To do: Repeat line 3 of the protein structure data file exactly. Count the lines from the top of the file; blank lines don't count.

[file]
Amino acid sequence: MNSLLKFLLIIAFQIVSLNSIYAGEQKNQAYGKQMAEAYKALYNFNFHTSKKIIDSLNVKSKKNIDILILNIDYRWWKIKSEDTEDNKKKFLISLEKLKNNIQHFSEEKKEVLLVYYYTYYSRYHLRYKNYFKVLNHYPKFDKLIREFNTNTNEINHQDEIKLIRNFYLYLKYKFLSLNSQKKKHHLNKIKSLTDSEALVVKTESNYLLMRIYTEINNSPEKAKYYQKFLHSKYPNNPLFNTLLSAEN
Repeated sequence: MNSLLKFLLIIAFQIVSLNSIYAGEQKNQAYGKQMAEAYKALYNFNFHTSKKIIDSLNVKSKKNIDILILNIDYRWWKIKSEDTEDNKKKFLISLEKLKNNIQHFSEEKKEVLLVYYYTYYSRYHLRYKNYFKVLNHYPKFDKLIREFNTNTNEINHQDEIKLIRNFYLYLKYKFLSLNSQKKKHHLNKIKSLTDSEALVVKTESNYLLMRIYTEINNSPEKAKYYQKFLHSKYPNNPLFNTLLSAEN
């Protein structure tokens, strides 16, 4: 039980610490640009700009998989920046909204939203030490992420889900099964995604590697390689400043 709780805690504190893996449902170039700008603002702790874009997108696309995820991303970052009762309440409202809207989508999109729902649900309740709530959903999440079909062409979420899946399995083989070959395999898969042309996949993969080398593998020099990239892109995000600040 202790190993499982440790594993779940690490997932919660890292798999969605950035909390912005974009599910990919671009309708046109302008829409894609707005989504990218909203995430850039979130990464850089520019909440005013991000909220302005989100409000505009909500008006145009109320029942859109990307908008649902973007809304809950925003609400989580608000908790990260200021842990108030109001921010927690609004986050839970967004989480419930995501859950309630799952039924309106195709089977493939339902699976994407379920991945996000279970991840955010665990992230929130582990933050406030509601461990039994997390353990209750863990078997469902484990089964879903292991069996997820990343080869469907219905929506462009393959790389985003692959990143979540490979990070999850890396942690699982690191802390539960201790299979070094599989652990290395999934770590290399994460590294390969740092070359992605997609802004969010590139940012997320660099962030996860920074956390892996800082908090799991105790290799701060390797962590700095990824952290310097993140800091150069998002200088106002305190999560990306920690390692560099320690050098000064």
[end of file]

């Protein structure tokens, strides 16, 4: 039980610490640009700009998989920046909204939203030490992420889900099964995604590697390689400043 709780805690504190893996449902170039700008603002702790874009997108696309995820991303970052009762309440409202809207989508999109729902649900309740709530959903999440079909062409979420899946399995083989070959395999898969042309996949993969080398593998020099990239892109995000600040 202790190993499982440790594993779940690490997932919660890292798999969605950035909390912005974009599910990919671009309708046109302008829409894609707005989504990218909203995430850039979130990464850089520019909440005013991000909220302005989100409000505009909500008006145009109320029942859109990307908008649902973007809304809950925003609400989580608000908790990260200021842990108030109001921010927690609004986050839970967004989480419930995501859950309630799952039924309106195709089977493939339902699976994407379920991945996000279970991840955010665990992230929130582990933050406030509601461990039994997390353990209750863990078997469902484990089964879903292991069996997820990343080869469907219905929506462009393959790389985003692959990143979540490979990070999850890396942690699982690191802390539960201790299979070094599989652990290395999934770590290399994460590294390969740092070359992605997609802004969010590139940012997320660099962030996860920074956390892996800082908090799991105790290799701060390797962590700095990824952290310097993140800091150069998002200088106002305190999560990306920690390692560099320690050098000064």